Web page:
The issue played a big role in this fall’s elections, with some lawmakers and public officials supporting an extension of the rate freeze while others were against the idea.

Caterpillar, Keystone Profit

Caterpillar Inc. reported record sales and profit for the third quarter, but lowered its outlook for the remainder of the year and said in its preliminary outlook for next year that 2007 will likely be flat.

The company said the main reasons for that were that truck engine sales would be down after this year’s pre-buy to get ahead of the new federal emission standards to take effect in January, and the weakening housing construction market.

The preliminary 2007 outlook will be updated in January.

Also during 2006, Caterpillar announced it is moving its Asia Pacific operations headquarters to Beijing, China, from Tokyo, Japan; acquired an Alabama-based railroad services company for $1 billion in cash, stock and debt, the second largest acquisition in company history; and realigned manufacturing divisions to better align common manufacturing processes.

Another manufacturer, Key- stone Consolidated Industries, regained its financial strength this year nearly a year after it emerged from reorganization bankruptcy. The Dallas-based company, parent to Keystone Steel & Wire in Bartonville, reported in Augusta profit of $34.8 million through the first six months of 2006. Officials said the company is recapturing some market share it lost during bankruptcy, when customers were unsure of its future because of financial problems.

In May, hourly workers at the Bartonville plant narrowly ratified a new three-year contract, which included wage and insurance changes.

Newspapers for Sale

On Halloween, Copley Press Inc., which has owned the Journal Star for 10 years, told employees it plans to sell its four newspapers in Illinois, including the Journal Star, and its three newspapers in Ohio.

The decision to sell the news- papers came largely because of estate tax implications for Da- vid Copley, company chairman, related to the death of Helen K. Copley in 2004.

The sale process is still in its early stages, but is expected to be completed in the first half of 2007.

In December, John T. McConnell, Journal Star president and publisher for nearly 20 years, announced he will retire at the end of this year, adding that his retirement is related to the upcoming sale.

The sale is an important issue, company officials said, because a sense of community is at stake. The depth and breadth of the coverage of the community could change if a buyer reduces staffing or makes the product less than what it has been, said McConnell.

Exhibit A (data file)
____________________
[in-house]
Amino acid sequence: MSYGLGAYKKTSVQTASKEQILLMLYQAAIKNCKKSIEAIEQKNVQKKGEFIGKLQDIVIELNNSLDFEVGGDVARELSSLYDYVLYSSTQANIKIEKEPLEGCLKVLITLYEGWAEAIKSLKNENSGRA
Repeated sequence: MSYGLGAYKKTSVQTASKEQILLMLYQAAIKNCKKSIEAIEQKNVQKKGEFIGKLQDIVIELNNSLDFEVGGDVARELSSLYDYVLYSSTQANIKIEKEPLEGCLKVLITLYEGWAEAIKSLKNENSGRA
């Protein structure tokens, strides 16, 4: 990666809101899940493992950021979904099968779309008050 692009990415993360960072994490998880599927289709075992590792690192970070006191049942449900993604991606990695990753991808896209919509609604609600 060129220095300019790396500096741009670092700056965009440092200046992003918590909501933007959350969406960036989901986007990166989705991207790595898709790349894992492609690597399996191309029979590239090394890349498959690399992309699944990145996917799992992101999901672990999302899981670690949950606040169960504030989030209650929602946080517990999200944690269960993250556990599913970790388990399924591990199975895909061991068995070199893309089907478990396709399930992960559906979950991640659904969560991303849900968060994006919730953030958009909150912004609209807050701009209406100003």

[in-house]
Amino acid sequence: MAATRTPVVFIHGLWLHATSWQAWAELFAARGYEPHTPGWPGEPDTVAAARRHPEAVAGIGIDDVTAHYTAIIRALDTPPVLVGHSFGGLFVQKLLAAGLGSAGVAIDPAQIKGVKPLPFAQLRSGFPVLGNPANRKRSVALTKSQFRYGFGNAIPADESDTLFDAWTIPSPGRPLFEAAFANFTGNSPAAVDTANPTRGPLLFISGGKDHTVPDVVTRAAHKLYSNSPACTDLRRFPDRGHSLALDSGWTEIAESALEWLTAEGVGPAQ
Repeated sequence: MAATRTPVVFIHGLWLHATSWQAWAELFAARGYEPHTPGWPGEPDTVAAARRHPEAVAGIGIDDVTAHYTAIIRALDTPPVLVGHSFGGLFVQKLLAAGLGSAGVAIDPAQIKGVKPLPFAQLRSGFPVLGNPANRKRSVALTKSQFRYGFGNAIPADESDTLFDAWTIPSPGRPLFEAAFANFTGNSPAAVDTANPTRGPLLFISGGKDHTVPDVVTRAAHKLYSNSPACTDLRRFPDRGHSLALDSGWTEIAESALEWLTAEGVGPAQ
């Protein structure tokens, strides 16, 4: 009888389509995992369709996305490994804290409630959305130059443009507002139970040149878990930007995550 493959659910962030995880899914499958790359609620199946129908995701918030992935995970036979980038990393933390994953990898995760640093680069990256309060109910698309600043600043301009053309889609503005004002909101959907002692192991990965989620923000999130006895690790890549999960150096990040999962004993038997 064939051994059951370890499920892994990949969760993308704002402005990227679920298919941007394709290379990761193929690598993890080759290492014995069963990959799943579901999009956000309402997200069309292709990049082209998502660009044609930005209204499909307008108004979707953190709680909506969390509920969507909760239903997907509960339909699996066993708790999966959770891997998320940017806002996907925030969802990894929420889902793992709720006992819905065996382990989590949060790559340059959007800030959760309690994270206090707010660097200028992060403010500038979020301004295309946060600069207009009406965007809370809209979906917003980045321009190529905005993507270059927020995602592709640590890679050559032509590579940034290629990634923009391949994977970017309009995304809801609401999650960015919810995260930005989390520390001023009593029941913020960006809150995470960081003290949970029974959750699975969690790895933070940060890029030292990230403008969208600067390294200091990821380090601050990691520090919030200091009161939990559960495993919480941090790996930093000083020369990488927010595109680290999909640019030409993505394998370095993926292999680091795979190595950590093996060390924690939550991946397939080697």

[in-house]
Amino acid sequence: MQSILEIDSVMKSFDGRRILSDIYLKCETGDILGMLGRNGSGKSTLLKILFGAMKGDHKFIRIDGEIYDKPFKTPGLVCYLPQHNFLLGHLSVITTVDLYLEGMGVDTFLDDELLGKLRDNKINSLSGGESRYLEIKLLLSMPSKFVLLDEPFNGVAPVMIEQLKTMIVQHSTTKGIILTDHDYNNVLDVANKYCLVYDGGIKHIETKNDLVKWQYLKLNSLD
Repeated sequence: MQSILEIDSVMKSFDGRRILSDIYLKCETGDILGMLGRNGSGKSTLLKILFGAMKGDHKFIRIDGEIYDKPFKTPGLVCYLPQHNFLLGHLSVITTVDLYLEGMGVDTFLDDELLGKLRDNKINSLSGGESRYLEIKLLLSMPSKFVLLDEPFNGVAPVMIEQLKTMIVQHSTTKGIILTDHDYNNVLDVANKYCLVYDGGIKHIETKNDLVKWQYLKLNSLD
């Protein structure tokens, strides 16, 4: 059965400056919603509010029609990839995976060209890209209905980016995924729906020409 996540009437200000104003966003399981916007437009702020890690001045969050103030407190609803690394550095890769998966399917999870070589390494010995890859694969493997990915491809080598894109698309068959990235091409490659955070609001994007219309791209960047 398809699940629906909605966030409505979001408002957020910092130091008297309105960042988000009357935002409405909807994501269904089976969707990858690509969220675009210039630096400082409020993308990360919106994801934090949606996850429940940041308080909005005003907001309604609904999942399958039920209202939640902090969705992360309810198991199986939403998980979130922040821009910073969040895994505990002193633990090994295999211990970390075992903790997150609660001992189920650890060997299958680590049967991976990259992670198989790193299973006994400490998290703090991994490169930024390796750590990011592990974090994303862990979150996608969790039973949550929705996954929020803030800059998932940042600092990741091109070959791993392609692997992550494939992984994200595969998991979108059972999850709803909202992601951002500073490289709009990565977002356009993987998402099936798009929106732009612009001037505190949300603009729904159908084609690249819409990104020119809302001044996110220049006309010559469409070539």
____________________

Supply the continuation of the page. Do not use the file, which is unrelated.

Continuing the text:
Cullinan Properties Ltd. of Peoria, owners of The Shoppes at Grand Prairie, announced in September it sold its Peoria lifestyle center for nearly $94.5 million to Institutional Mall Investors LLC, the same company that bought The Shoppes at College Hills in Normal from Cullinan a month before.

Cullinan will continue to manage and lease The Shoppes.

In October, Peoria-based AFFINA announced it will be acquired by an India-based customer service company, but the move is not expected to affect local employment.

And in November, Multi Ad, an employee-owned Peoria firm that developed into one of the leading marketing service companies in the country, was sold to New York private equity firm Union Capital Corp. No changes are anticipated as a result.

Junction City Revival

In this photograph taken last February, Alexis Khazzam stands on the boardwalk of Junction City, the Peoria retail complex Khazzam and his wife, Elizabeth Leiter Khazzam, acquired. The Khazzams have since completed many of the major renovations to the complex, with more to come, including converting what is now a warehouse on the property into commercial and retail space.

This year, the beleaguered Grandview Hotel was razed as part of a three-day festival celebrating the makeover of Junction City shopping center.

Developer Alexis Khazzam and his wife, Elizabeth, bought the center and hotel to im- prove the North Prospect area through their developments. Junction City got new retailers, extensive landscaping, fresh paint and other changes to restore it to a family-oriented center with lots of foot traffic and family activities.

Among other properties undergoing remodels were Westlake Shopping Center and the Hotel Pere Marquette.

Cohen Development Co., the owner of Westlake, embarked on a multi-million dollar remodeling project to redevelop and reposition Westlake as an upscale shopping plaza with a neo-classical/Tuscan theme, imported Italian granite and sandstone accents and new storefronts.

At the Pere Marquette, Carnegie’s Restaurant and the Rendezvous lounge got a noticeably new look as part of the hotel’s multi-million dollar makeover. Owners upgraded guest rooms, revamped the restaurant and bar and restored other areas to its original grandeur.

Other news that made head- lines in 2006 included Bud’s Steakhouse changing back to Vonachen’s Old Place and the continued growth of Firefly Energy Inc., a Peoria start-up battery maker that is at work on a lightweight lead acid battery that is expected to revolutionize the industry.